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Citizen Utility Board asked to review water and sewer bureaus

Commissioners Nick Fish and Steve Novick are proposing a partnership between the city and the Citizens’ Utility Board of Oregon to analyze the operations and budgeting of the Portland Water Bureau and the Bureau of Environmental Services.

The CUB is a public benefit non-profit organization in 1984 by a citizens’ ballot initiative to represent the interests of residential utility customers. Fish says having it review and make recommendations on the two bureaus will increase transparency and improve the decsion-making process.

“CUB has a 30-year track record of successful advocacy for residential ratepayers across Oregon — older adults on fixed incomes, hardworking parents, young families just starting out. This groundbreaking partnership will be good for the City and good for Portland ratepayers,” says Fish.

The proposal comes during a petition drive to place a measure on the may 2014 Primary Election ballot to transfer control of the two bureau from the council to an independently elected board. It is largely a reaction to increasing utility bills, reports of pet project funded by water and sewer funds, and the council's reluctant willingeness to replace the open reservoirs in Mt. Tabor and Washington parks with underground storage tanks to meet new U.S. Environmental Protection Agency rules.

Fish says the proposal is not in reaction to the petition drive. He says the idea was first proposed when Novick was temporarily in charge of the water bureau in January 2013, well before the petition drive was announced.

Petition support Kent Craford dismisses the proposal as little more than another advisory committee the council can ignore, like the existing Public Utility Review Board and the budget advisory committees for the two bureaus.

"Well, step one is admitting you have a problem, so its encouraging to see Commissioner Fish come that far. Beyond that, I don't I know what he's trying to accomplish here. Another advisory panel? Give me a break," says Craford, a lobbyist and the initiative's chief co-petitioner.

Fish says he has been in discussions with CUB representatives since shortly after Mayor Charlie Hales assigned him the bureaus in mid-2012. Although the CUB was created to represent customers of private utilities like PGE and NW Natural, he believes it can serve the same purpose for public utilities like the water bureau and the environmental services bureau, which operate the city sewer system and stormwater management programs.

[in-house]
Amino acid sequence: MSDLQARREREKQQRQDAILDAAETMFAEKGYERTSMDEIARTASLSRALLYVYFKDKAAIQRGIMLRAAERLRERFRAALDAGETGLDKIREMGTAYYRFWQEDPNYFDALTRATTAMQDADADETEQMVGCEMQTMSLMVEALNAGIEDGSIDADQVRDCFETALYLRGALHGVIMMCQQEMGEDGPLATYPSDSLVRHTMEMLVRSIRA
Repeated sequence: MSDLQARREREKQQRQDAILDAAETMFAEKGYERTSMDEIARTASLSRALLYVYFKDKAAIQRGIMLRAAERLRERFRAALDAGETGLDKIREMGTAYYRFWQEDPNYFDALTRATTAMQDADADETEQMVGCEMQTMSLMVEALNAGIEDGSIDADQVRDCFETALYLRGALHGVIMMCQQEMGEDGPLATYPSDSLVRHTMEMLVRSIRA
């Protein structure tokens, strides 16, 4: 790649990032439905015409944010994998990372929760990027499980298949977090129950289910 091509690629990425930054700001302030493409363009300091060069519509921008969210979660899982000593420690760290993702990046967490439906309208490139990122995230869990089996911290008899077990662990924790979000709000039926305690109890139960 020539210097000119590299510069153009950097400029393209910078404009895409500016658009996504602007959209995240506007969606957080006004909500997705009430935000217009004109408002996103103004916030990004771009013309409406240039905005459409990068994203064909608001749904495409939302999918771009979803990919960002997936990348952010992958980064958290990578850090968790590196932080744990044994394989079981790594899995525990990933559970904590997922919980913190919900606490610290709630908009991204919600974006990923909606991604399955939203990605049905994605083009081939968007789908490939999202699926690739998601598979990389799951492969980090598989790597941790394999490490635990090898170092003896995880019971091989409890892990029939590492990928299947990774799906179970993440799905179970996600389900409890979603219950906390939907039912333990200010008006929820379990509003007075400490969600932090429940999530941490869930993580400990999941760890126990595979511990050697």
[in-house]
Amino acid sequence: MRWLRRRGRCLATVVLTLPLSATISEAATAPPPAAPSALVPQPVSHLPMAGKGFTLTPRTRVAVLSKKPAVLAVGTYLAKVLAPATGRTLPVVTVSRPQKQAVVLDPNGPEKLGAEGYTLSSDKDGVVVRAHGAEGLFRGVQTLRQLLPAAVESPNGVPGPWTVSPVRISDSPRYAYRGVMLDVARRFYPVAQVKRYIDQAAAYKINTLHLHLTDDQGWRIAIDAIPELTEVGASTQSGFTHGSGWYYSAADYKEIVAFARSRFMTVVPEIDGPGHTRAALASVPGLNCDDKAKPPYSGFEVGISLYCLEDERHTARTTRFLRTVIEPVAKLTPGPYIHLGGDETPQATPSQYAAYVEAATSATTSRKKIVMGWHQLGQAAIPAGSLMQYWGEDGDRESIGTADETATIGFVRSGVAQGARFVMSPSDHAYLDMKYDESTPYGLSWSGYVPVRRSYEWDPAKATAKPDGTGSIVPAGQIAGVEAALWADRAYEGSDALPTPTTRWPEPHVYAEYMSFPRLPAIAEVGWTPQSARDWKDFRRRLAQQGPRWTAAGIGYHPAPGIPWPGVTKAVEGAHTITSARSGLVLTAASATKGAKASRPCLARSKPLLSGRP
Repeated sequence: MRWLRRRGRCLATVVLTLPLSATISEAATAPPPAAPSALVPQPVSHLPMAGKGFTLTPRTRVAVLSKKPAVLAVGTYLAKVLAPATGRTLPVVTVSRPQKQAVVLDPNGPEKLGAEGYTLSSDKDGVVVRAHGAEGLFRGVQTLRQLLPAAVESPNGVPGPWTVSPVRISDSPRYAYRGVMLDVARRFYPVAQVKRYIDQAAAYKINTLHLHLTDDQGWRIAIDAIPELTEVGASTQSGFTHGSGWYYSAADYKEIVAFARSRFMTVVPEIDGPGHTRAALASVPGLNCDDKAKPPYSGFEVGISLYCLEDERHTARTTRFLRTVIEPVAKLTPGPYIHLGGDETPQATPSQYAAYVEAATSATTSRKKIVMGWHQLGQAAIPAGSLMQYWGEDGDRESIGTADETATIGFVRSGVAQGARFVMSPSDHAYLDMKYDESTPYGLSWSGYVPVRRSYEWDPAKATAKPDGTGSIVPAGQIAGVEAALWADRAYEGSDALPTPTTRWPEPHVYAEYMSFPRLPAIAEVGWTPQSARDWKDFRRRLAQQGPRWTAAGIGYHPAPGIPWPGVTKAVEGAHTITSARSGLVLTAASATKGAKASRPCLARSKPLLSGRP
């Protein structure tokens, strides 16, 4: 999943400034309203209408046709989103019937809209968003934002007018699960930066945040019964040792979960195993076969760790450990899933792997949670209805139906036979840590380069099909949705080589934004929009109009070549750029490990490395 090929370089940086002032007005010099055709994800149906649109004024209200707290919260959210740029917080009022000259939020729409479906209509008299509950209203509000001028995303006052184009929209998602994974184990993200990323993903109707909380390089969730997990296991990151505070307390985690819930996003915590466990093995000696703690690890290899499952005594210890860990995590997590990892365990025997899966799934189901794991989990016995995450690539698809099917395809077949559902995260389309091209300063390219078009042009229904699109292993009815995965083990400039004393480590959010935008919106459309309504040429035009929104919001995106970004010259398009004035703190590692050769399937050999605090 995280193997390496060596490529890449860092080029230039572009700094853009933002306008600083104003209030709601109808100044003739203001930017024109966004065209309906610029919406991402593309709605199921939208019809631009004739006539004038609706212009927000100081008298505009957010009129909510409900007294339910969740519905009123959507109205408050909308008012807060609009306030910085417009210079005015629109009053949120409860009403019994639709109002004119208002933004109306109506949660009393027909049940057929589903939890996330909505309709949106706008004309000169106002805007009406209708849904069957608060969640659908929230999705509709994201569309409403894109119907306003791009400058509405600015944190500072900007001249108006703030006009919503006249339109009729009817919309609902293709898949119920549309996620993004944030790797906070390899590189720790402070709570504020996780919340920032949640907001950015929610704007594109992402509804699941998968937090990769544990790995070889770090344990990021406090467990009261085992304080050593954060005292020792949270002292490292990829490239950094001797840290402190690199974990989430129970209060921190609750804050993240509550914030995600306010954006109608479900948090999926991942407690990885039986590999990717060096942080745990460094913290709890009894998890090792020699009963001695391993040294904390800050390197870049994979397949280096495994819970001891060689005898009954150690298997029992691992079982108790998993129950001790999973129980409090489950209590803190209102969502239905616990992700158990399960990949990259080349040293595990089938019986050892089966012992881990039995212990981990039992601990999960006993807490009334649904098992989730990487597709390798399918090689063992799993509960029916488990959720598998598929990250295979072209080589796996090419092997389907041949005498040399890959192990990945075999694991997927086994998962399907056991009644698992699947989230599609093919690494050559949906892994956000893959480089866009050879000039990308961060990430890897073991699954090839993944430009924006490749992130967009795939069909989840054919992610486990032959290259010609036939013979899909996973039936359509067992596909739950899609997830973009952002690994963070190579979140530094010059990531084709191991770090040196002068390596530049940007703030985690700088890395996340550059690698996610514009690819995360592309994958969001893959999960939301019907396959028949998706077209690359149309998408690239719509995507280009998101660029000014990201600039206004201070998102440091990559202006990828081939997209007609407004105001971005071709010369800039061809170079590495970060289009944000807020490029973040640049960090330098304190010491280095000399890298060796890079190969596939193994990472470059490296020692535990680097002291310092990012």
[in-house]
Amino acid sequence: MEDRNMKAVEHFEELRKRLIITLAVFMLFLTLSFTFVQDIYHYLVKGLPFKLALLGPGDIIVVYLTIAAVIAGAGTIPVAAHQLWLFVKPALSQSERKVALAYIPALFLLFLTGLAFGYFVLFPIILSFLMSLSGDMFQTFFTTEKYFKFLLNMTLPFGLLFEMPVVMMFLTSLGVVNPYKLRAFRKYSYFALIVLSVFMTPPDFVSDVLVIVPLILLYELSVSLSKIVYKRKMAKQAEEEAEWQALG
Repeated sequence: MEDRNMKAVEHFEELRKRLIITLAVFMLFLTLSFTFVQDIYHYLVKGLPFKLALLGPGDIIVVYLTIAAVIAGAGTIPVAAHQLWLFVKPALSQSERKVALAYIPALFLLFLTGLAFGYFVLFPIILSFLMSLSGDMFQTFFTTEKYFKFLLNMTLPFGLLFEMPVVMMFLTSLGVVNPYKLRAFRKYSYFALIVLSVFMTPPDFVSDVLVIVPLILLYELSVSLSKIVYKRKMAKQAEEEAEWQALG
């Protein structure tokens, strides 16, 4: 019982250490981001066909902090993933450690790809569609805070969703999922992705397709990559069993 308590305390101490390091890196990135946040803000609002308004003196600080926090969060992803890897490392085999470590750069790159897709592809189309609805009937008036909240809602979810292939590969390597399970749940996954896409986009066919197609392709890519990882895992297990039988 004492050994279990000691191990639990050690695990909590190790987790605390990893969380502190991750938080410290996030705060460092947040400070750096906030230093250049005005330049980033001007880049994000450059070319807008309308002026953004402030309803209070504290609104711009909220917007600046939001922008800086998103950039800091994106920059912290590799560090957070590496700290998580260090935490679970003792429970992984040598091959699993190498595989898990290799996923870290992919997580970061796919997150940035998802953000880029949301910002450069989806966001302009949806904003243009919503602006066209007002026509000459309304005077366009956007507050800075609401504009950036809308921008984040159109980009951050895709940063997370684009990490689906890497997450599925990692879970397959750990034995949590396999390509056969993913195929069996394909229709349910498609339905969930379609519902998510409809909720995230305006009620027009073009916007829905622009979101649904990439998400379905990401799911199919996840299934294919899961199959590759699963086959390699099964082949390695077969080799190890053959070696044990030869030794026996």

“We are gratified at the opportunity to take on this new role on behalf of Portland’s water and sewer customers,” says Bob Jenks, CUB’s executive director. “We look forward to working with the staff of the Portland Water Bureau and the Bureau of Environmental Services to explore ways to serve customers better and keep rates under control over the long-term.”

According to Fish, CUB has agreed to hire a staff person dedicated to the two city bureaus. CUB will seek members through inserts in joint water and environmental services bills.

“Ratepayers can fund their own advocacy if given a chance to do that. That way, Portlanders can be assured that we are completely independent and working for their best interests," says Jenks

Fish says that under the partnership, CUB will conduct extensive community outreach to key stakeholders, including neighborhood groups, commercial and large industrial customers, civic groups, and environmental organizations to identify issues that are important to ratepayers. CUB will then develop recommendations concerning the bureaus’ budgets, capital planning, and longer-term policy questions.

The council will consider a recommendation with the proposal next Wednesday. Fish says he expect it to pass.

The City of Portland provides water, sewer and stormwater services to 180,000 customer accounts, almost 90 percent of which are residential.

In its three decades of service, CUB has been a leader in ratepayer advocacy, achieving an estimated savings of $5.8 billion for residential ratepayers across Oregon.

"CUB is well respected by both utilities and advocacy organizations," says Fish.

Novick hails the agreement as an important step forward.

“CUB has spent years developing a reputation as a tough but fair and thoughtful critic of the rates and spending decisions of the private utilities. Portlanders and the City can only benefit from having CUB apply that kind of tough, fair and thoughtful analysis to the City utilities,” Novick says.